EDITORIAL: The global cost of Trump’s narcissism
Fighting talk of a new trade war this week means we now risk a return to the dog-eat-dog world of protectionism
Fighting talk of a new trade war this week, thanks to a series of ham-fisted blunders by US president Donald Trump, means we now risk a return to the dog-eat-dog world of protectionism.
It’s a threat, not just to SA’s weak economic recovery, but to global growth. Until recently, analysts like Goldman Sachs dismissed Trump’s grandstanding as bluster. Now, however, the markets are beginning to believe Trump may lead the world into a full-blown trade war. So far, Trump’s moves to hike tariffs have invited costly tit-for-tat retaliatory measures — but his belligerence remains undimmed.
Trump seems to still believe that his stance will force countries with which the US has a trade deficit to the negotiating table. But it could just as easily backfire, stoking resentment and inflaming international tensions.
If Trump knew his history — and there is no evidence he does — he would know there are no winners in a global trade war. It would hurt all sides, including the US, as well as small countries not directly in the line of fire, like SA.
This is because a trade war would act as a drag on US growth, depress global activity, raise risk aversion and drive up inflation. Many thought Trump understood this, and would abandon the protectionist path he was heading down.
Not so. This week, reports emerged that the US treasury is set to impose limits on Chinese technology investments — sending US stocks into their steepest slide since early April.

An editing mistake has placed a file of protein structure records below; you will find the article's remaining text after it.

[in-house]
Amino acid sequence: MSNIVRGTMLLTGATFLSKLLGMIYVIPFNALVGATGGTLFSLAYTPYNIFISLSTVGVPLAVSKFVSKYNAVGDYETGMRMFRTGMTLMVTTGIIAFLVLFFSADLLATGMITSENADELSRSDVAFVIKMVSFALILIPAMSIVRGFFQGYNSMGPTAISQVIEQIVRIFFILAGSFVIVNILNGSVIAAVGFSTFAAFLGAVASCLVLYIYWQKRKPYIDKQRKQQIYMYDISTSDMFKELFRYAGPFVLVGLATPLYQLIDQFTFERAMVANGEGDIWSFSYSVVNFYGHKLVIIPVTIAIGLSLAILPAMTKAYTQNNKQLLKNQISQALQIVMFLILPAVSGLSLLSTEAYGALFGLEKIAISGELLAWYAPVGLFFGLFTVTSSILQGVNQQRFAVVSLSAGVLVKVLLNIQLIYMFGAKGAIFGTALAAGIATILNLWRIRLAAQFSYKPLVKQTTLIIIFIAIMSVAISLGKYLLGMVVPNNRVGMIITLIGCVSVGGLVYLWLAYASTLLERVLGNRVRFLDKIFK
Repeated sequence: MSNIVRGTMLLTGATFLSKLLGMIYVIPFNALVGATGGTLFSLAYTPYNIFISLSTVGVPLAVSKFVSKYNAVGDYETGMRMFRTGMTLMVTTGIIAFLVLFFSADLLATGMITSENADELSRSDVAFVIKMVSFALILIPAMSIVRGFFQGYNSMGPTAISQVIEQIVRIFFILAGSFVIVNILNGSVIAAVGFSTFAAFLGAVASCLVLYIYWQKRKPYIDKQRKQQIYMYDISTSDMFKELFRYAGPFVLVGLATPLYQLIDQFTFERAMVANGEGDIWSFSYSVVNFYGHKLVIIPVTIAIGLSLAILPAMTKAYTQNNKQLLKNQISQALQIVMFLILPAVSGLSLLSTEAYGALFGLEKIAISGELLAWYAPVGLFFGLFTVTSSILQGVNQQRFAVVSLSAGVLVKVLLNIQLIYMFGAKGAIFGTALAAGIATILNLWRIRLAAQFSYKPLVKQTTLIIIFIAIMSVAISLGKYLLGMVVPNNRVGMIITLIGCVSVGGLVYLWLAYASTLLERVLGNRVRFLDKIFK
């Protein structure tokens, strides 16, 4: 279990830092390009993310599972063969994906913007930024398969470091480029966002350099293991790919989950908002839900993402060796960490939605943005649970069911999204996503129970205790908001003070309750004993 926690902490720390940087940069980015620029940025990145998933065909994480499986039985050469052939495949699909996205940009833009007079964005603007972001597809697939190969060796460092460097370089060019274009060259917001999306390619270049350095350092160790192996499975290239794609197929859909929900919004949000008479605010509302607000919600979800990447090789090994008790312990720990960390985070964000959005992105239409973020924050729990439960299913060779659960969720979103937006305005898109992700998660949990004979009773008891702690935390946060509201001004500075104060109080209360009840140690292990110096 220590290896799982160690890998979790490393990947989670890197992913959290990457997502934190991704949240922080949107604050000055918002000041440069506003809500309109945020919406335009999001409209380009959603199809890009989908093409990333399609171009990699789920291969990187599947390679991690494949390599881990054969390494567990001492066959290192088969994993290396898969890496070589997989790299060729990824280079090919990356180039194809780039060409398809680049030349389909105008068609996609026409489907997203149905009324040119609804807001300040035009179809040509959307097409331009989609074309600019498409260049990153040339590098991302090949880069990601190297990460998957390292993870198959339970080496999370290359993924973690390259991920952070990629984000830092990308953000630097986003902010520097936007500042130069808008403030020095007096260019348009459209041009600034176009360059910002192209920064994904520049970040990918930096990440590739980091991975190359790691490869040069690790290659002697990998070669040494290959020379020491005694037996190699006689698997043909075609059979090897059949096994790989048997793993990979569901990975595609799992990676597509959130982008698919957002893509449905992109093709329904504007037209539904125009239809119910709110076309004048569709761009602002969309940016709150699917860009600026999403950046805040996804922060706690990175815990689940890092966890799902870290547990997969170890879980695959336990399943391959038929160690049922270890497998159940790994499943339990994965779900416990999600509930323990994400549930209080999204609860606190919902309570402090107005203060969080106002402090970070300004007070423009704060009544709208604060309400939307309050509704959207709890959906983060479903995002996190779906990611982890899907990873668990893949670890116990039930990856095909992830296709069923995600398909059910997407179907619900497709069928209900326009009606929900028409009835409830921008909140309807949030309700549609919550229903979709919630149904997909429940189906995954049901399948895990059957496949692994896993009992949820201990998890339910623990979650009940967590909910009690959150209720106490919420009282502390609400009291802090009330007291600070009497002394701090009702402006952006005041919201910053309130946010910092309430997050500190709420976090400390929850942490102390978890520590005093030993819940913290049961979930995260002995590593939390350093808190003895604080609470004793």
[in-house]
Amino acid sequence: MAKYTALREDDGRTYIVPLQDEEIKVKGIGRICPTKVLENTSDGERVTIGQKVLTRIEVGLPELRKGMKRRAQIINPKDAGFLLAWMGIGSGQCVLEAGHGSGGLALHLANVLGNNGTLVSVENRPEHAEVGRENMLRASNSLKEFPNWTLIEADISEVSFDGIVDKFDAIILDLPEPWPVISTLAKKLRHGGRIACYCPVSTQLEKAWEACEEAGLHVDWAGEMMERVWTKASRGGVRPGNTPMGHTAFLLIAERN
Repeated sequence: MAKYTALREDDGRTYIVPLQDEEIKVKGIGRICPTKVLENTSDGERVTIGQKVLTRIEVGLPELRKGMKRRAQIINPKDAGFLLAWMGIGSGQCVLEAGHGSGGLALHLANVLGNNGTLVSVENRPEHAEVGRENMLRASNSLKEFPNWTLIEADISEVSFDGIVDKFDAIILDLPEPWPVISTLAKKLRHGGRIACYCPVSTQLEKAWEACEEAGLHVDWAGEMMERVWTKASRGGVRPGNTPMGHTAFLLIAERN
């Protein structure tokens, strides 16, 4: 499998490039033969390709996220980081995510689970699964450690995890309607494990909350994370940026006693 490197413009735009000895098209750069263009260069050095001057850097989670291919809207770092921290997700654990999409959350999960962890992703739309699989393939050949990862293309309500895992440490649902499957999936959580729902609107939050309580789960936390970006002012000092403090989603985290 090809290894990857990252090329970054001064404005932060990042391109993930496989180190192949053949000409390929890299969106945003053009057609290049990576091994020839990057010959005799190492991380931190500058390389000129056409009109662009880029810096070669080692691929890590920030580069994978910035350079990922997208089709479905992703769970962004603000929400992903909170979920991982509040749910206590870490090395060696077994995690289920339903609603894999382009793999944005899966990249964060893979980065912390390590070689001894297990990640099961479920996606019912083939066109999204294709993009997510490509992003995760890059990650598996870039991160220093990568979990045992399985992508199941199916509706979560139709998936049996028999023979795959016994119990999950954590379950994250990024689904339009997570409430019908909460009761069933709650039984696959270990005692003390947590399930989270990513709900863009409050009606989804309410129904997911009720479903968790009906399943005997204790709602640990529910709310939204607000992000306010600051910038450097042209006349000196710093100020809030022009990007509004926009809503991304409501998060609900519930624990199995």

Global risk appetite also plunged, forcing investors out of riskier assets into the safety of US government debt. This has strengthened the US dollar and hurt emerging-market currencies.
This week, at R13.50/$, the rand is back at pre-Ramaphosa levels. It’s bad news since rand weakness stokes inflation and, given SA’s reliance on portfolio inflows to finance its current account deficit, raises the prospect of rate hikes. The Reserve Bank has enough room to keep rates on hold for now, but rate cuts are off the table.
A stronger dollar is, of course, the opposite of what Trump needs, as it makes US exports less competitive and imports cheaper. It will also offset the benefits of his corporate tax cuts, as US companies feel the bite of the tariff hikes. Harley-Davidson, for instance, has said it will shift more production overseas.
The global flight to safety has pushed long-term US bond yields below 2.8% — nearly eliminating the gap between the two-year and 10-year benchmark yields. With the US Fed on a path to hiking rates, there is now a real danger that short-term yields could exceed long-term yields, causing the yield curve to invert — a sign the US could tip into a recession within a year.
The Organisation for Economic Co-operation & Development says a permanent 10% rise in global trade costs would lower global GDP around 1% to 1.5%, while the Peterson Institute for International Economics says a full-blown trade war could cost 4.8m US jobs.
Presidents George W Bush and Barack Obama came a cropper when they raised tariffs. Bush imposed tariffs on steel imports in 2002 but reversed them after 200,000 US job losses. Obama imposed tariffs on tyre imports, which created 1,200 jobs in the tyre sector but destroyed 3,700 jobs in retail. Trump assumes he’s the exception.
The prospect of weak global growth, rising inflation and diminished risk appetite raises the urgency for President Cyril Ramaphosa to deliver jobs-rich growth, and reduces his margin for error. National treasury’s 2018 growth forecast of 1.5%, once thought tame, seems more realistic by the day.